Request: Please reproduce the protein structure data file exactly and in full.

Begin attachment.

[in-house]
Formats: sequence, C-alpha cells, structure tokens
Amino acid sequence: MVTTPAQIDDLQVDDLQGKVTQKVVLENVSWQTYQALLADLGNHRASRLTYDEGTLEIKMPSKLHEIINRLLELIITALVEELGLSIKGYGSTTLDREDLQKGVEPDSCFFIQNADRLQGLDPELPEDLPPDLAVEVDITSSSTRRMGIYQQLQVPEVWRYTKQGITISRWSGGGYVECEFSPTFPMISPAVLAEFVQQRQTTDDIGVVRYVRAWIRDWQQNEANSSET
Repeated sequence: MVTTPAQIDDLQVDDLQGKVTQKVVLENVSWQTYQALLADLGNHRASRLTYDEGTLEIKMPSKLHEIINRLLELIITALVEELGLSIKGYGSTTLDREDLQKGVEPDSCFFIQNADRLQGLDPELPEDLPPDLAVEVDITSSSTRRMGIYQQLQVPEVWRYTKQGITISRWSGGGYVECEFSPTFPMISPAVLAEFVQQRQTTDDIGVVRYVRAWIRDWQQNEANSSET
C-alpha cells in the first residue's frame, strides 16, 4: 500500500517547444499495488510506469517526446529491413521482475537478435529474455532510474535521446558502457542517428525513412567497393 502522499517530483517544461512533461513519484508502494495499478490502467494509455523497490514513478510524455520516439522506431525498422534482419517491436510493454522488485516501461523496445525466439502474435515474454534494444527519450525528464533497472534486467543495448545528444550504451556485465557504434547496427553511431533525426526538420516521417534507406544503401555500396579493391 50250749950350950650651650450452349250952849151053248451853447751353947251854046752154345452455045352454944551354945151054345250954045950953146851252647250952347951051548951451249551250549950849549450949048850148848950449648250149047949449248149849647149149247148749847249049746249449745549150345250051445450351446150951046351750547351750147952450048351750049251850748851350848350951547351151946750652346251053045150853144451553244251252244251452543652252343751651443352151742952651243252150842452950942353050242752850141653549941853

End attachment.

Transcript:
[in-house]
Formats: sequence, C-alpha cells, structure tokens
Amino acid sequence: MVTTPAQIDDLQVDDLQGKVTQKVVLENVSWQTYQALLADLGNHRASRLTYDEGTLEIKMPSKLHEIINRLLELIITALVEELGLSIKGYGSTTLDREDLQKGVEPDSCFFIQNADRLQGLDPELPEDLPPDLAVEVDITSSSTRRMGIYQQLQVPEVWRYTKQGITISRWSGGGYVECEFSPTFPMISPAVLAEFVQQRQTTDDIGVVRYVRAWIRDWQQNEANSSET
Repeated sequence: MVTTPAQIDDLQVDDLQGKVTQKVVLENVSWQTYQALLADLGNHRASRLTYDEGTLEIKMPSKLHEIINRLLELIITALVEELGLSIKGYGSTTLDREDLQKGVEPDSCFFIQNADRLQGLDPELPEDLPPDLAVEVDITSSSTRRMGIYQQLQVPEVWRYTKQGITISRWSGGGYVECEFSPTFPMISPAVLAEFVQQRQTTDDIGVVRYVRAWIRDWQQNEANSSET
C-alpha cells in the first residue's frame, strides 16, 4: 500500500517547444499495488510506469517526446529491413521482475537478435529474455532510474535521446558502457542517428525513412567497393 502522499517530483517544461512533461513519484508502494495499478490502467494509455523497490514513478510524455520516439522506431525498422534482419517491436510493454522488485516501461523496445525466439502474435515474454534494444527519450525528464533497472534486467543495448545528444550504451556485465557504434547496427553511431533525426526538420516521417534507406544503401555500396579493391 50250749950350950650651650450452349250952849151053248451853447751353947251854046752154345452455045352454944551354945151054345250954045950953146851252647250952347951051548951451249551250549950849549450949048850148848950449648250149047949449248149849647149149247148749847249049746249449745549150345250051445450351446150951046351750547351750147952450048351750049251850748851350848350951547351151946750652346251053045150853144451553244251252244251452543652252343751651443352151742952651243252150842452950942353050242752850141653549941853